The phone rang. It was my sister-in-law from Kansas.
“Paul’s on TV. Look at CNN.”
Paul? My baby brother? The one who flies an A-10 for the Air Force?
Mama stood nearby as I listened on my kitchen phone. She was home from West Africa for a visit. She spent Christmas with all of her kids and grandkids at my house so we could our good-bys to Paul. We left him at the Nashville Airport where he caught a flight that would send him on his way to his squadron somewhere in the Middle East. It was the beginning of Desert Storm.
Mama heard my side of the conversation, and we both just stared at each other after I hung up. It’s not possible. Ruthann must have been mistaken. Why would Paul be on TV?
He left Christmas day, and we had not heard anything from him. But it was only January 21, 1991. We didn’t expect to hear from him anytime soon. Security was tight those days, and he had no idea when he would be near a phone or if he would be allowed to call.
We quickly turn on the TV and tune in to CNN, a new network that broadcasts news 24 hours a day. At 5:00 we see the story; there he is, standing in his flight uniform, grinning from ear to ear. He had just returned from a mission that located and rescued the first pilot who had crashed into the Iraqi desert. As Paul said, he was at the right place at the right time to make the news. And did he ever!
His story is on all three major TV networks and six local TV stations. Somehow (probably thanks to one of my other brothers) reporters for various news media begin calling my house and asking for interviews. They want to talk to me as well as the mother of the pilot.
Thus began “15 minutes” of fame for anyone directly related to Paul. By Tuesday night we three siblings were swapping stories on the phone about who had called who. The governor of Tennessee called Mama, David was called by the White House, and the Pentagon called Steve to confirm that Paul would be receiving a medal. When Paul finally called his wife, he was surprised to learn about all the publicity. He had no idea. Little did he know his adventures with the military and fame were just beginning.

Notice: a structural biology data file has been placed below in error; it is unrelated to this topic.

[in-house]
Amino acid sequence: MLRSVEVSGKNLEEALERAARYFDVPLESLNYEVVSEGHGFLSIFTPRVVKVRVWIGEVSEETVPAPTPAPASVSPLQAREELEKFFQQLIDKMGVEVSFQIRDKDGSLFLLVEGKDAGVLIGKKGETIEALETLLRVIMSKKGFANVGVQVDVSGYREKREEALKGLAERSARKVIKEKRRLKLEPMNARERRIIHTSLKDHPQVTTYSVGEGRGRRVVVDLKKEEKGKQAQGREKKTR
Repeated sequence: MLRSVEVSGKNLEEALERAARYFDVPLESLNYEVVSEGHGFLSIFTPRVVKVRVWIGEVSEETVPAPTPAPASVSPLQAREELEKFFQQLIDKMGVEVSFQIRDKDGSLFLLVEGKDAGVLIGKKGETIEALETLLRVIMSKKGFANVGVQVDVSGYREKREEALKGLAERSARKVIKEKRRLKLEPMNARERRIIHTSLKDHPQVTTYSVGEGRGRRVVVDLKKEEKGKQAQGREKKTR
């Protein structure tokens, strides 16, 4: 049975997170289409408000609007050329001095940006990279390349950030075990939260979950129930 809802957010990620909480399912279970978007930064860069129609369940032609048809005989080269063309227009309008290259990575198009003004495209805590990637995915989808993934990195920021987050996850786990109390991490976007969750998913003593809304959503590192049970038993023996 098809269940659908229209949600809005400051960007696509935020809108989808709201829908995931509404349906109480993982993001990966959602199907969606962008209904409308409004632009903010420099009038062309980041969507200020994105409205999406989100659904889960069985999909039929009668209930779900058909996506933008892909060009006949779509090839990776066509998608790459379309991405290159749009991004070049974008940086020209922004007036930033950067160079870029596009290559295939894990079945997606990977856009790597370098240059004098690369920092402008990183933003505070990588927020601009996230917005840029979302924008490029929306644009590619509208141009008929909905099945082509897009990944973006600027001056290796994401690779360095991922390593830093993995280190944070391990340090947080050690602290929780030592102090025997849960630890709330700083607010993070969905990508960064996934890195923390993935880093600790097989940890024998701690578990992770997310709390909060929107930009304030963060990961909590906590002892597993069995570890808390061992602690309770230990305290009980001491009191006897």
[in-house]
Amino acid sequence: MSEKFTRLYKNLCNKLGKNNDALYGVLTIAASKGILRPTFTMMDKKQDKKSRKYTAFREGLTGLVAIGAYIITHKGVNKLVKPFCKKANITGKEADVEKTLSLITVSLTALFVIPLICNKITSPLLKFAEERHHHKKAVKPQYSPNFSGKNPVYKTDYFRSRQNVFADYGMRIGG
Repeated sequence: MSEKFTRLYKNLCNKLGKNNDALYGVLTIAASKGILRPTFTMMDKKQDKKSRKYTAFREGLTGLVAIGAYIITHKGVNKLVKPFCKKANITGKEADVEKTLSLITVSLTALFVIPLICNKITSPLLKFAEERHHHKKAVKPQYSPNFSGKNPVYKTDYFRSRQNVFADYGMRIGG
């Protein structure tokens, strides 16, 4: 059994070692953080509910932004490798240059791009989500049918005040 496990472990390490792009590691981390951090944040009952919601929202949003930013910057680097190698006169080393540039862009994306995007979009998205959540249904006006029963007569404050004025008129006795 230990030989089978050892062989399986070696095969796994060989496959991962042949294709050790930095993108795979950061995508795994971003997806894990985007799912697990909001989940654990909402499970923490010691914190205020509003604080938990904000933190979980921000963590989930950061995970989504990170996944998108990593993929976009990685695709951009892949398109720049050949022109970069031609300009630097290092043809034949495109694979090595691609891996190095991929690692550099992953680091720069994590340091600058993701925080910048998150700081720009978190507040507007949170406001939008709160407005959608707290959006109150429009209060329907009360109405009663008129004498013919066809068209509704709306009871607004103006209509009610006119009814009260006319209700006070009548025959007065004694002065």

But that is not my story to tell. Someday maybe he will write his story.
As a result of his courage and the events that occurred after rescuing a pilot, Paul’s immediate family received unmerited favor. That’s experiencing grace in a rather superficial way, but I as I was interviewed live on Channel 5 and then on Channel 2, I kept thinking that all this attention was because of what he did, not me.
Patriotism was flying high all over the country. We wore red, white, and blue ribbons and wrapped yellow ribbons around trees. The Nashville community held a huge celebration at Centennial Park in February (Desert Star) for all the families of soldiers serving in Desert Storm. I received a call inviting Jennifer and me to represent the families by beginning the candle lighting ceremony. (Larry was out of the country shooting a video.)
On Saturday afternoon Jennifer and I found a spot to park and walked toward the Parthenon. I soon realized this was a big deal! We received our blue stars and had our picture made with Eddie Rabbit. A huge stage jutted out from the top step of the Parthenon. TV cameras were everywhere, broadcasting the event live. A wide variety of entertainers took to the stage. Only in Nashville would you find a gospel choir, country artists, the governor, and local TV personalities on the same stage.
Jennifer and I were escorted to the stage to wait for our part in the program. When the choir’s recorded music did not work properly, we could hear voices saying, “Just start singing. This is live!”